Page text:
Parisian culinary magician reveals secret of stunningly simple yet WOW! spring vegetable salad ( with a great sauce )
By Russ Parsons
Passard is undoubtedly a culinary magician, but of a decidedly subtle sort. Rather than creating elaborate constructions, his gentle touch coaxes out flavors that can change the way we look at ingredients.
Particularly at this time of year, when the markets are lined wall-to-wall with some of the best fruits and vegetables you'll ever taste, this is the kind of cooking that resonates.
There was a bit of beet, a couple of slender carrots, silken leaves of cooked onion, thin slices of cucumber and a few stray leaves of various greens. Simple, right? Yet it perfectly captured on a plate that exact moment of spring.
Each element tasted so clearly and deeply of itself that it seemed like it must have been some kind of magic. In reality, of course, there was no hocus-pocus, just perfect technique, and a little bit of that sublime sauce, which seems to amplify the flavors of everything it touches.
And here's the best part: If you've got an immersion blender, you can make that aigre-doux quite easily at home. In fact, you probably have all the ingredients in your cupboard. Blend honey and acid until smooth, and then slowly trickle in oil until the sauce has a consistency somewhere between heavy cream and mayonnaise.
You can vary the dressing by using different acids substitute lime for lemon, or sherry vinegar for Champagne. And experiment with different oils. Unless it's a mild Provencal-style, straight olive oil might be a bit too strong; cut it with neutral vegetable oil.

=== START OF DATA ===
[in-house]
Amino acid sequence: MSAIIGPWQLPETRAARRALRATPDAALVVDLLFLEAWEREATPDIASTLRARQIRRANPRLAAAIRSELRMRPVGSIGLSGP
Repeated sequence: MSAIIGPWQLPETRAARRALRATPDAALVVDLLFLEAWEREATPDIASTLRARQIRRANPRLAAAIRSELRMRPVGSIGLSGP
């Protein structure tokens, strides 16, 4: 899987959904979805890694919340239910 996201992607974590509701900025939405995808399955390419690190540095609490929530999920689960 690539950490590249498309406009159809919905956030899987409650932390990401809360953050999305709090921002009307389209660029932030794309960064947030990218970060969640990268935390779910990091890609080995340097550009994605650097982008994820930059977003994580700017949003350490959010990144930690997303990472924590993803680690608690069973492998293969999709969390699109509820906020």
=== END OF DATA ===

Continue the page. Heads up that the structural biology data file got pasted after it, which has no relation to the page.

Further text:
I'll be the first to admit that this isn't my usual style of cooking. I'm much more comfortable with salads piled on platters than this kind of intricate ikebana type of plating. But I've also got to admit that it is growing on me in a kind of shocked "wow, did I really make that?" kind of way.
A couple of important things I've learned: With a dish this simple, every ingredient has to be perfect or you wind up looking like a jerk; there's a thin line between artistry and pretension. Make sure each element is of the best quality and cooked just to the exact point. And remember that less is more; you don't want a heap of ingredients piled on a plate, just enough to make your point.
SPRING VEGETABLE SALAD WITH L'ARPEGE'S AIGRE-DOUX
SERVINGS: Serves 4
TOTAL TIME: 35 Minutes
1. In a small bowl, blend the honey, white wine vinegar and lemon juice with an immersion blender. With the blender running, slowly add the olive and vegetable oils, blending until you have a smooth sauce with a consistency somewhere between heavy cream and loose mayonnaise. You will have more dressing than required for the recipe; the remainder will keep tightly covered in the refrigerator for several days (just blend briefly before using it).
2. Cook the whole peeled carrots in a large pot of rapidly boiling, generously salted water until just tender-crisp, about 4 minutes. Refresh in an ice bath to stop cooking, pat dry and, if they are big enough, cut them into lengthwise quarters. Cook the peas in the same pot of water, refresh in an ice bath and pat dry.
3. Quarter the fennel, cut out the solid core and slice it lengthwise as thin as you can. Collect it in a large work bowl. Slice the radishes as thin as you can crosswise and add them to the work bowl. Quarter the heads of endive lengthwise, cut out the solid core and cut the leaves into thin strips. Add to the work bowl and set aside.
4. When ready to serve, blend the dressing briefly to recover the consistency. Spoon a generous tablespoon of the sauce in the center of a salad plate and use the back of the spoon to carefully spread it in a circle. Lightly season the shaved vegetables with salt and pepper and arrange over the top of the dressing in an attractive pattern (this must be done at the last minute or the salt will soften the vegetables).
5. Drizzle a half-teaspoon or so of dressing over the shaved vegetables and arrange the carrots and peas over the top. Sprinkle with minced chives and serve immediately.
Sign up for the daily JWR update. It's free. Just click here.